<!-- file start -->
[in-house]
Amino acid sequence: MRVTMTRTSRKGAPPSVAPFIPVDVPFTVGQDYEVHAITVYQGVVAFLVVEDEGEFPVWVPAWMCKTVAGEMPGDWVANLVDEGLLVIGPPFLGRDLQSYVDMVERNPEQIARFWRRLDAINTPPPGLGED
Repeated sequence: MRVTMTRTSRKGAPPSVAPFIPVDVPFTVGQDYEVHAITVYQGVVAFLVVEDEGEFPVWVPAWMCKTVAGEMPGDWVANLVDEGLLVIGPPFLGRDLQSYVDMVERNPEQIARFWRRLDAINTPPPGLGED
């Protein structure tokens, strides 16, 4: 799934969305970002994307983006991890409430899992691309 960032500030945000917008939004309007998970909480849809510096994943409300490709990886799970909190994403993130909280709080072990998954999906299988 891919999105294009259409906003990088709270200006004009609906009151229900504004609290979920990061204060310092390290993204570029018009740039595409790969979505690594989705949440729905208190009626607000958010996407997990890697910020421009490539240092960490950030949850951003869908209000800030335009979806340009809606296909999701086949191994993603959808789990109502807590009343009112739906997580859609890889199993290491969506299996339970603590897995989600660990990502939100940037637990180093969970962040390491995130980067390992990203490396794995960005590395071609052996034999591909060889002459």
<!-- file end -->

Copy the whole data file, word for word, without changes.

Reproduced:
[in-house]
Amino acid sequence: MRVTMTRTSRKGAPPSVAPFIPVDVPFTVGQDYEVHAITVYQGVVAFLVVEDEGEFPVWVPAWMCKTVAGEMPGDWVANLVDEGLLVIGPPFLGRDLQSYVDMVERNPEQIARFWRRLDAINTPPPGLGED
Repeated sequence: MRVTMTRTSRKGAPPSVAPFIPVDVPFTVGQDYEVHAITVYQGVVAFLVVEDEGEFPVWVPAWMCKTVAGEMPGDWVANLVDEGLLVIGPPFLGRDLQSYVDMVERNPEQIARFWRRLDAINTPPPGLGED
């Protein structure tokens, strides 16, 4: 799934969305970002994307983006991890409430899992691309 960032500030945000917008939004309007998970909480849809510096994943409300490709990886799970909190994403993130909280709080072990998954999906299988 891919999105294009259409906003990088709270200006004009609906009151229900504004609290979920990061204060310092390290993204570029018009740039595409790969979505690594989705949440729905208190009626607000958010996407997990890697910020421009490539240092960490950030949850951003869908209000800030335009979806340009809606296909999701086949191994993603959808789990109502807590009343009112739906997580859609890889199993290491969506299996339970603590897995989600660990990502939100940037637990180093969970962040390491995130980067390992990203490396794995960005590395071609052996034999591909060889002459």